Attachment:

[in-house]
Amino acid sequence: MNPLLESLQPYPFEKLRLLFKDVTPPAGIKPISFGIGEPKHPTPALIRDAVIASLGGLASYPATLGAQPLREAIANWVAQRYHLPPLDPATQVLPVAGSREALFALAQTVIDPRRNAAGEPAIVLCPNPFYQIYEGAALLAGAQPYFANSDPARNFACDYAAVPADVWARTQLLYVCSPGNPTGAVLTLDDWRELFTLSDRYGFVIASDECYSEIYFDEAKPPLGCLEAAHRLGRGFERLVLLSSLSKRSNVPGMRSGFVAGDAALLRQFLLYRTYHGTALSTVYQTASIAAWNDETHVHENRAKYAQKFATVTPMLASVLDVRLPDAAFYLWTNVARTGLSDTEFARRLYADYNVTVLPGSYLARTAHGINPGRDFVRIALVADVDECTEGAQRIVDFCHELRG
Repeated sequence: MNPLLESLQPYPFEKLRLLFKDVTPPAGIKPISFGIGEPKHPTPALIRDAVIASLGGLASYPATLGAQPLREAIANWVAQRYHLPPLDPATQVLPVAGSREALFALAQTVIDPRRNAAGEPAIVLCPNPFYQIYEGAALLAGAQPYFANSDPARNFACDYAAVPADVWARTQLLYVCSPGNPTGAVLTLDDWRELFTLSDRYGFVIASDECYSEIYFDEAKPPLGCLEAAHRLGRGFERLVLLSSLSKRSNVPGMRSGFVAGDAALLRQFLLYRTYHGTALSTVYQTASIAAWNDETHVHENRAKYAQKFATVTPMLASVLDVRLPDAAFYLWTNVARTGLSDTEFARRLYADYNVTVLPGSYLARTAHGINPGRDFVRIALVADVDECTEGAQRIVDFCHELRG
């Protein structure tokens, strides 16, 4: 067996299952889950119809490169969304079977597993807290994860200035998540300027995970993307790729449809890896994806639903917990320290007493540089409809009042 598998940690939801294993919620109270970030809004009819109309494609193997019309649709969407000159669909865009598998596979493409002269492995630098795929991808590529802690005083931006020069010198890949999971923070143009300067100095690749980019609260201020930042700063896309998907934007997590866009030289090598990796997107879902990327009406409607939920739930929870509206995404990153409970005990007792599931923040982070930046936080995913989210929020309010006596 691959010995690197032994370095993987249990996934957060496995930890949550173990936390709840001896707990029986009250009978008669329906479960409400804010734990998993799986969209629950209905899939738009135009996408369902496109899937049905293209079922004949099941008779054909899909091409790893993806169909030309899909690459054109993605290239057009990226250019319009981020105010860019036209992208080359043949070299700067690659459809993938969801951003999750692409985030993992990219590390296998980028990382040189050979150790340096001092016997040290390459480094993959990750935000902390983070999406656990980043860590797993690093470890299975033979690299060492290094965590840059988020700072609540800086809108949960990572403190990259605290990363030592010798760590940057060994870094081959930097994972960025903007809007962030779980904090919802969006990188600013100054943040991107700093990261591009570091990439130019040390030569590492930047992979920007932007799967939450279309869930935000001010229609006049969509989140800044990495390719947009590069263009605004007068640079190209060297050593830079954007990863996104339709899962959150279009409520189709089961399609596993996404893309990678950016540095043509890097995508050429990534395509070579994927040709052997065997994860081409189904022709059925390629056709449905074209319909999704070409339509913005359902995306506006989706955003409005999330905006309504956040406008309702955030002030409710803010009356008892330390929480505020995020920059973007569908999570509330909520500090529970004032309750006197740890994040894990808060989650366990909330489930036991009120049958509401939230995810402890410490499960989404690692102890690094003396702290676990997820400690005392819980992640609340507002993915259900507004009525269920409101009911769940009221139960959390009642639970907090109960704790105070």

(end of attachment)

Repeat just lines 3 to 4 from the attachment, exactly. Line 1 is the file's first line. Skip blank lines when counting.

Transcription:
Repeated sequence: MNPLLESLQPYPFEKLRLLFKDVTPPAGIKPISFGIGEPKHPTPALIRDAVIASLGGLASYPATLGAQPLREAIANWVAQRYHLPPLDPATQVLPVAGSREALFALAQTVIDPRRNAAGEPAIVLCPNPFYQIYEGAALLAGAQPYFANSDPARNFACDYAAVPADVWARTQLLYVCSPGNPTGAVLTLDDWRELFTLSDRYGFVIASDECYSEIYFDEAKPPLGCLEAAHRLGRGFERLVLLSSLSKRSNVPGMRSGFVAGDAALLRQFLLYRTYHGTALSTVYQTASIAAWNDETHVHENRAKYAQKFATVTPMLASVLDVRLPDAAFYLWTNVARTGLSDTEFARRLYADYNVTVLPGSYLARTAHGINPGRDFVRIALVADVDECTEGAQRIVDFCHELRG
């Protein structure tokens, strides 16, 4: 067996299952889950119809490169969304079977597993807290994860200035998540300027995970993307790729449809890896994806639903917990320290007493540089409809009042 598998940690939801294993919620109270970030809004009819109309494609193997019309649709969407000159669909865009598998596979493409002269492995630098795929991808590529802690005083931006020069010198890949999971923070143009300067100095690749980019609260201020930042700063896309998907934007997590866009030289090598990796997107879902990327009406409607939920739930929870509206995404990153409970005990007792599931923040982070930046936080995913989210929020309010006596 691959010995690197032994370095993987249990996934957060496995930890949550173990936390709840001896707990029986009250009978008669329906479960409400804010734990998993799986969209629950209905899939738009135009996408369902496109899937049905293209079922004949099941008779054909899909091409790893993806169909030309899909690459054109993605290239057009990226250019319009981020105010860019036209992208080359043949070299700067690659459809993938969801951003999750692409985030993992990219590390296998980028990382040189050979150790340096001092016997040290390459480094993959990750935000902390983070999406656990980043860590797993690093470890299975033979690299060492290094965590840059988020700072609540800086809108949960990572403190990259605290990363030592010798760590940057060994870094081959930097994972960025903007809007962030779980904090919802969006990188600013100054943040991107700093990261591009570091990439130019040390030569590492930047992979920007932007799967939450279309869930935000001010229609006049969509989140800044990495390719947009590069263009605004007068640079190209060297050593830079954007990863996104339709899962959150279009409520189709089961399609596993996404893309990678950016540095043509890097995508050429990534395509070579994927040709052997065997994860081409189904022709059925390629056709449905074209319909999704070409339509913005359902995306506006989706955003409005999330905006309504956040406008309702955030002030409710803010009356008892330390929480505020995020920059973007569908999570509330909520500090529970004032309750006197740890994040894990808060989650366990909330489930036991009120049958509401939230995810402890410490499960989404690692102890690094003396702290676990997820400690005392819980992640609340507002993915259900507004009525269920409101009911769940009221139960959390009642639970907090109960704790105070």